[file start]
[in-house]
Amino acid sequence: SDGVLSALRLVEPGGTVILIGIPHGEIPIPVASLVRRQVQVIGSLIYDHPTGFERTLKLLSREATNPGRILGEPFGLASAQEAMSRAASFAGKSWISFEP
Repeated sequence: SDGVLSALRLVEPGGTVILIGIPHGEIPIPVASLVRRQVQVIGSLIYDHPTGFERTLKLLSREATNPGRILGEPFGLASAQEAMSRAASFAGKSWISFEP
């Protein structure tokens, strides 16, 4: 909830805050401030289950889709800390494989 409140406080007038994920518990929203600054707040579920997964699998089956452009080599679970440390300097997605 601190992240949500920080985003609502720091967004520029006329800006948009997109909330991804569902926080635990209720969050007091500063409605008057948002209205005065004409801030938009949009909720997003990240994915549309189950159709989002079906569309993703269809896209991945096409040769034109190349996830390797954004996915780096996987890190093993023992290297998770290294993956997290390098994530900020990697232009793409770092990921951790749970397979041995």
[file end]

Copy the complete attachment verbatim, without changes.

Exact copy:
[in-house]
Amino acid sequence: SDGVLSALRLVEPGGTVILIGIPHGEIPIPVASLVRRQVQVIGSLIYDHPTGFERTLKLLSREATNPGRILGEPFGLASAQEAMSRAASFAGKSWISFEP
Repeated sequence: SDGVLSALRLVEPGGTVILIGIPHGEIPIPVASLVRRQVQVIGSLIYDHPTGFERTLKLLSREATNPGRILGEPFGLASAQEAMSRAASFAGKSWISFEP
């Protein structure tokens, strides 16, 4: 909830805050401030289950889709800390494989 409140406080007038994920518990929203600054707040579920997964699998089956452009080599679970440390300097997605 601190992240949500920080985003609502720091967004520029006329800006948009997109909330991804569902926080635990209720969050007091500063409605008057948002209205005065004409801030938009949009909720997003990240994915549309189950159709989002079906569309993703269809896209991945096409040769034109190349996830390797954004996915780096996987890190093993023992290297998770290294993956997290390098994530900020990697232009793409770092990921951790749970397979041995």